Katja Srpan, Ashley Ambrose, Alexandros Karampatzakis, Mezida Saeed, Adam N R Cartwright, Karolin Guldevall, Gabriela Dos Santos Cruz De Matos, Björn Önfelt, Daniel M Davis
Natural Killer (NK) cells can engage multiple virally infected or tumor cells sequentially and deliver perforin for cytolytic killing of these targets. Using microscopy to visualize degranulation from individual NK cells, we found that repeated activation via the Fc receptor CD16 decreased the amount of perforin secreted. However, perforin secretion was restored upon subsequent activation via a different activating receptor, NKG2D. Repeated stimulation via NKG2D also decreased perforin secretion, but this was not rescued by stimulation via CD16...
July 2, 2018: Journal of Cell Biology
Chen Yuan Kam, Adi D Dubash, Elisa Magistrati, Simona Polo, Karla J F Satchell, Farah Sheikh, Paul D Lampe, Kathleen J Green
Desmoplakin (DP) is an obligate component of desmosomes, intercellular adhesive junctions that maintain the integrity of the epidermis and myocardium. Mutations in DP can cause cardiac and cutaneous disease, including arrhythmogenic cardiomyopathy (ACM), an inherited disorder that frequently results in deadly arrhythmias. Conduction defects in ACM are linked to the remodeling and functional interference with Cx43-based gap junctions that electrically and chemically couple cells. How DP loss impairs gap junctions is poorly understood...
June 29, 2018: Journal of Cell Biology
Sebastian Wissel, Heike Harzer, François Bonnay, Thomas R Burkard, Ralph A Neumüller, Juergen A Knoblich
Drosophila melanogaster neural stem cells (neuroblasts [NBs]) divide asymmetrically by differentially segregating protein determinants into their daughter cells. Although the machinery for asymmetric protein segregation is well understood, the events that reprogram one of the two daughter cells toward terminal differentiation are less clear. In this study, we use time-resolved transcriptional profiling to identify the earliest transcriptional differences between the daughter cells on their way toward distinct fates...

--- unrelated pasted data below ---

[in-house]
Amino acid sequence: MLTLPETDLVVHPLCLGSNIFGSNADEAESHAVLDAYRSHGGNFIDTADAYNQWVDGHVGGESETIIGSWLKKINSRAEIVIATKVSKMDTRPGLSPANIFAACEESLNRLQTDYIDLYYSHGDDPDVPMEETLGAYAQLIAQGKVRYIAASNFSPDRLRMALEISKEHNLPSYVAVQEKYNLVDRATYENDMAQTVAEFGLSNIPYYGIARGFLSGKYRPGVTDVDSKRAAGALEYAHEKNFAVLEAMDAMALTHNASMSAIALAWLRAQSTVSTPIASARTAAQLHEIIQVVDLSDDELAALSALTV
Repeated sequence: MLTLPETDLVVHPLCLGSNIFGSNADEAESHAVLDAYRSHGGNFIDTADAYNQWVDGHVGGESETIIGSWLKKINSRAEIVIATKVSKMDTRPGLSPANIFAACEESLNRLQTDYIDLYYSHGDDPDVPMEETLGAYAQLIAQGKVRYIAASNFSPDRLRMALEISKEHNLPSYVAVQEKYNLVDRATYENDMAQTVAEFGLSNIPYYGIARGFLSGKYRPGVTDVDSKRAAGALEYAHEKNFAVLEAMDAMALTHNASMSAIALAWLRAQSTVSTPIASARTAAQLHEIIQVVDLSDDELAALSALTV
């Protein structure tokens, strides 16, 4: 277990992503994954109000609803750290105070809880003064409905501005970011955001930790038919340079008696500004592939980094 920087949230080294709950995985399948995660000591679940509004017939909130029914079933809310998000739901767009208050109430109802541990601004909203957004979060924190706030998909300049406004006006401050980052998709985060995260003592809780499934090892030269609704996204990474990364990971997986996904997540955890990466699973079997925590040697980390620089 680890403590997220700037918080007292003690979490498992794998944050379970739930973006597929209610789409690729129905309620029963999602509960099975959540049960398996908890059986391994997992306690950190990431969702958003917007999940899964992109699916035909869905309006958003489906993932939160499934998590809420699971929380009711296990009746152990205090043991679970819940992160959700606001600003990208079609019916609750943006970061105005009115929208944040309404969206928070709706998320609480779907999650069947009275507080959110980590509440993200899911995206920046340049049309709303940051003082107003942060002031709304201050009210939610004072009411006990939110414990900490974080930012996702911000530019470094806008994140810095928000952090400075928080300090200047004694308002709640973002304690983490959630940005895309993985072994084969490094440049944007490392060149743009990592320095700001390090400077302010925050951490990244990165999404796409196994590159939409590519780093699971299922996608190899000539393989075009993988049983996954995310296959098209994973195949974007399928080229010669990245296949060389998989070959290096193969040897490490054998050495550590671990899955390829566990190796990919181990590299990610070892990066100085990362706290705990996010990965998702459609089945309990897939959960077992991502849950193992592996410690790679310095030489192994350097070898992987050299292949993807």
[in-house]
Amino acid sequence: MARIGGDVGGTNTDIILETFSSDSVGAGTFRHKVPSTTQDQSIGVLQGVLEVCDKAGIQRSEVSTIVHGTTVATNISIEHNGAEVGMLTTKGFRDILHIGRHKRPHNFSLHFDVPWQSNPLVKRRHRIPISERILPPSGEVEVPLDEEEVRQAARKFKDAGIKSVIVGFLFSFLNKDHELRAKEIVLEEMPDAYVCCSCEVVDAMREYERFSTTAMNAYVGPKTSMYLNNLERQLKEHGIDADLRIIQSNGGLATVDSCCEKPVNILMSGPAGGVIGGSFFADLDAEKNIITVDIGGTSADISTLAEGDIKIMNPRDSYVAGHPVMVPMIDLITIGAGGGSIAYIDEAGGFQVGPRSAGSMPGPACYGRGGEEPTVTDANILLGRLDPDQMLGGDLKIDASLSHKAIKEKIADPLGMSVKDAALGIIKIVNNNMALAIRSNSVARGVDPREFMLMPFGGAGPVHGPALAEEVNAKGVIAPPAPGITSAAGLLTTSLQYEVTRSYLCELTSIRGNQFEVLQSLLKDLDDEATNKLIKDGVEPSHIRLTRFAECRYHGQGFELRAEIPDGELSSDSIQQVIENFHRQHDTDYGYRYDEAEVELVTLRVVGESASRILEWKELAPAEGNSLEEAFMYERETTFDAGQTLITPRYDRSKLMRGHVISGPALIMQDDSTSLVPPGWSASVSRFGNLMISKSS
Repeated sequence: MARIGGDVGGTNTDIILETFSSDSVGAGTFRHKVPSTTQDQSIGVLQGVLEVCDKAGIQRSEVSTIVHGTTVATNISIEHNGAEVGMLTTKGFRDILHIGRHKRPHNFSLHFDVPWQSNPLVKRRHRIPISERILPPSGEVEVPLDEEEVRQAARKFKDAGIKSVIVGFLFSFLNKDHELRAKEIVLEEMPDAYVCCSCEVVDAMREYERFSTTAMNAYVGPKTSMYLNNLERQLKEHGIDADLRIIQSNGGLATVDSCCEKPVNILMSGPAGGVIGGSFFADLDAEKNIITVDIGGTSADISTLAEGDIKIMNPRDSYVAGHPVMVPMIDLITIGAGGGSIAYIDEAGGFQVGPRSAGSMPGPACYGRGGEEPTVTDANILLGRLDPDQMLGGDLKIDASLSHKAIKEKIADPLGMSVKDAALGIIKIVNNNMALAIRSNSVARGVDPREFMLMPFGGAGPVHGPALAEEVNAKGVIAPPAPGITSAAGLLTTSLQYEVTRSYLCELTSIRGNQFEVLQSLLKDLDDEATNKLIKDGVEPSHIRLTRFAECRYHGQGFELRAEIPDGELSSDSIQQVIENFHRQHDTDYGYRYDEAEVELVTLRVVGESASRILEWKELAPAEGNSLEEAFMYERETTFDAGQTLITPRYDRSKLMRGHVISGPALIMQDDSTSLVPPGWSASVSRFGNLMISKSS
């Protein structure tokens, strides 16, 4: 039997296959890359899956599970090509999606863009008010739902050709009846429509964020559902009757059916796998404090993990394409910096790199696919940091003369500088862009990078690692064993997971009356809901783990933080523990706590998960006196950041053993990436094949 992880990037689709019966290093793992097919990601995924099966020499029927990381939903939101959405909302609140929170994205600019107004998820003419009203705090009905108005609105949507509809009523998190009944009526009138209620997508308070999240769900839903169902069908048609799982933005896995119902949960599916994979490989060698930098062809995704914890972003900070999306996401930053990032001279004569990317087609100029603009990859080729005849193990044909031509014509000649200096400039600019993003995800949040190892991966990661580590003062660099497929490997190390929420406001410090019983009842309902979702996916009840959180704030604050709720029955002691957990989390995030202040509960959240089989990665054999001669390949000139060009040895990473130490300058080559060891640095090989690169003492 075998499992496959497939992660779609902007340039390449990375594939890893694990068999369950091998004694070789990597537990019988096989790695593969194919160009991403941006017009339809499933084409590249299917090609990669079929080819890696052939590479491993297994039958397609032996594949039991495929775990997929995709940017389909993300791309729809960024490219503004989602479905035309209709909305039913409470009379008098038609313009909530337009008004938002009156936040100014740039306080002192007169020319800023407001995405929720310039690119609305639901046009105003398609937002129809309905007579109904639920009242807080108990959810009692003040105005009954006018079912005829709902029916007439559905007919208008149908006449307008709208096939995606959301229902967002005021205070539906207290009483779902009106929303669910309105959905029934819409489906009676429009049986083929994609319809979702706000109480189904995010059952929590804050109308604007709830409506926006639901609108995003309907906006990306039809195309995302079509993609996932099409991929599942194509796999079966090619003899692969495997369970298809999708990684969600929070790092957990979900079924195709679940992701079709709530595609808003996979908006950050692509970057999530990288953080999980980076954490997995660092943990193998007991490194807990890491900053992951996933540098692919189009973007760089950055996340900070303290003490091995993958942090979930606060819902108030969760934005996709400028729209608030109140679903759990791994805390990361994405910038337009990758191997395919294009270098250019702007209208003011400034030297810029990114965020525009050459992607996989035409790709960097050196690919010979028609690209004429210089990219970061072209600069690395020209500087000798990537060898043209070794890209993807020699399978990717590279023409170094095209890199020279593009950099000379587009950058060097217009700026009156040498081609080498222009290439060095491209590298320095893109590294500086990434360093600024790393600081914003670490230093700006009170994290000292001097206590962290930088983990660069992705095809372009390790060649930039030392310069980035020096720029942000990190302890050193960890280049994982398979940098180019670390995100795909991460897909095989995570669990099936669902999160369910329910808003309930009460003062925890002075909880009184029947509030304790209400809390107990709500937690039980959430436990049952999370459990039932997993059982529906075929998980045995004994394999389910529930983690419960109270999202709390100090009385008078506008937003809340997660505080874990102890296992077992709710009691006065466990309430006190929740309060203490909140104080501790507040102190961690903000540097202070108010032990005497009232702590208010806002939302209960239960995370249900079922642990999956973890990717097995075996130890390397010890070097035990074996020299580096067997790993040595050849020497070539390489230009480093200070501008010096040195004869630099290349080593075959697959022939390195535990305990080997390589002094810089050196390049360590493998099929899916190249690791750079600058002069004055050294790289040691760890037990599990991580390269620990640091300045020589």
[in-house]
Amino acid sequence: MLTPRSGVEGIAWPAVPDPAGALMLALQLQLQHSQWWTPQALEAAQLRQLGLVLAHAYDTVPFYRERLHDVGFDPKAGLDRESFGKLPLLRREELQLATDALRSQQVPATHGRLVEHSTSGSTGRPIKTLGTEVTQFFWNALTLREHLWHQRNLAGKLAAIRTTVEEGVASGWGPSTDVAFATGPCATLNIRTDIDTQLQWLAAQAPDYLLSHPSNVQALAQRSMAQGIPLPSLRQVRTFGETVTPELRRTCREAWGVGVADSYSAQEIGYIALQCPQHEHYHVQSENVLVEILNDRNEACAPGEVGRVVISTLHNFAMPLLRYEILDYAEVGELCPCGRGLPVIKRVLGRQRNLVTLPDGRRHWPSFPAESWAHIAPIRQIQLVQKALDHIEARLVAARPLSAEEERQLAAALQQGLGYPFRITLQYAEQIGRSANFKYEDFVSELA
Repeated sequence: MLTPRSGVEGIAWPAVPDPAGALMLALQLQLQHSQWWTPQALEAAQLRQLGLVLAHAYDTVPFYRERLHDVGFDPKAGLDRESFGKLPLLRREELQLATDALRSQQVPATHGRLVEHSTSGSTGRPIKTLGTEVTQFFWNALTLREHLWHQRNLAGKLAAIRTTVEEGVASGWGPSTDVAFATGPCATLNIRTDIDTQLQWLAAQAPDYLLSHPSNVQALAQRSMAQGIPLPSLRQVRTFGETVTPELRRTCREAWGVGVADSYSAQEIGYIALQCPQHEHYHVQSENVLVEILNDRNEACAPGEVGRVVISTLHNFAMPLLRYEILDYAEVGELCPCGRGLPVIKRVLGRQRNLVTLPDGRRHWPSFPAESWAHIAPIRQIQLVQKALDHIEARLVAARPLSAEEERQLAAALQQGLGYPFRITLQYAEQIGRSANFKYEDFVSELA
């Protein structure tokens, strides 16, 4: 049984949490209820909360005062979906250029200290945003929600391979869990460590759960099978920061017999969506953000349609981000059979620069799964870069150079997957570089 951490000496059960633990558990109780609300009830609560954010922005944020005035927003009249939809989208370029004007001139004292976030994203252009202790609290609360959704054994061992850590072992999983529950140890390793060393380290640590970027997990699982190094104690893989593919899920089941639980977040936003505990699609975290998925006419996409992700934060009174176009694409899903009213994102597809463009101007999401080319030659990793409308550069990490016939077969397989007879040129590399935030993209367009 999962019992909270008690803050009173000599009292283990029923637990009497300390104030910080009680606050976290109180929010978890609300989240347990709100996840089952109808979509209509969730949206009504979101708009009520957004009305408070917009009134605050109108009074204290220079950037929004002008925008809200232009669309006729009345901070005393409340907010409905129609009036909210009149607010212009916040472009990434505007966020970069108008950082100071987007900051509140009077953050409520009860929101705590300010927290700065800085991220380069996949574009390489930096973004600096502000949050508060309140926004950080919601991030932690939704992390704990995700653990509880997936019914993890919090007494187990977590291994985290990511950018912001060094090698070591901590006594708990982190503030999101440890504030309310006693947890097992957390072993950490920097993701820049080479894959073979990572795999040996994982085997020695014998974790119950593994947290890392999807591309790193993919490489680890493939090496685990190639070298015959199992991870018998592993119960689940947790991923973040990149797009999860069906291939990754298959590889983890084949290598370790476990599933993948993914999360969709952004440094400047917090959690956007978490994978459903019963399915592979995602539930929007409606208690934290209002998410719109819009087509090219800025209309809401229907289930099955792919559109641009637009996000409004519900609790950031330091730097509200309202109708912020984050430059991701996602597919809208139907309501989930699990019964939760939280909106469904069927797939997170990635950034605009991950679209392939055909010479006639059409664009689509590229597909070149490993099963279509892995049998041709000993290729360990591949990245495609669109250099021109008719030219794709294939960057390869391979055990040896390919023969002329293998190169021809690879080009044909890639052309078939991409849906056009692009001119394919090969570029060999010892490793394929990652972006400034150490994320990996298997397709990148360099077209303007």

June 29, 2018: Journal of Cell Biology
Md Golam Mostofa, Muhammad Arifur Rahman, Naoki Koike, Akter Mst Yeasmin, Nafisa Islam, Talukdar Muhammad Waliullah, Shun Hosoyamada, Mitsugu Shimobayashi, Takehiko Kobayashi, Michael N Hall, Takashi Ushimaru
Nutrient starvation or inactivation of target of rapamycin complex 1 (TORC1) in budding yeast induces nucleophagy, a selective autophagy process that preferentially degrades nucleolar components. DNA, including ribosomal DNA (rDNA), is not degraded by nucleophagy, even though rDNA is embedded in the nucleolus. Here, we show that TORC1 inactivation promotes relocalization of nucleolar proteins and rDNA to different sites. Nucleolar proteins move to sites proximal to the nuclear-vacuolar junction (NVJ), where micronucleophagy (or piecemeal microautophagy of the nucleus) occurs, whereas rDNA dissociates from nucleolar proteins and moves to sites distal to NVJs...
June 29, 2018: Journal of Cell Biology
Maria Dandoulaki, Eleni Petsalaki, David Sumpton, Sara Zanivan, George Zachos
In cytokinesis with chromatin bridges, cells delay abscission and retain actin patches at the intercellular canal to prevent chromosome breakage. In this study, we show that inhibition of Src, a protein-tyrosine kinase that regulates actin dynamics, or Chk1 kinase correlates with chromatin breakage and impaired formation of actin patches but not with abscission in the presence of chromatin bridges. Chk1 is required for optimal localization and complete activation of Src. Furthermore, Chk1 phosphorylates human Src at serine 51, and phosphorylated Src localizes to actin patches, the cell membrane, or the nucleus...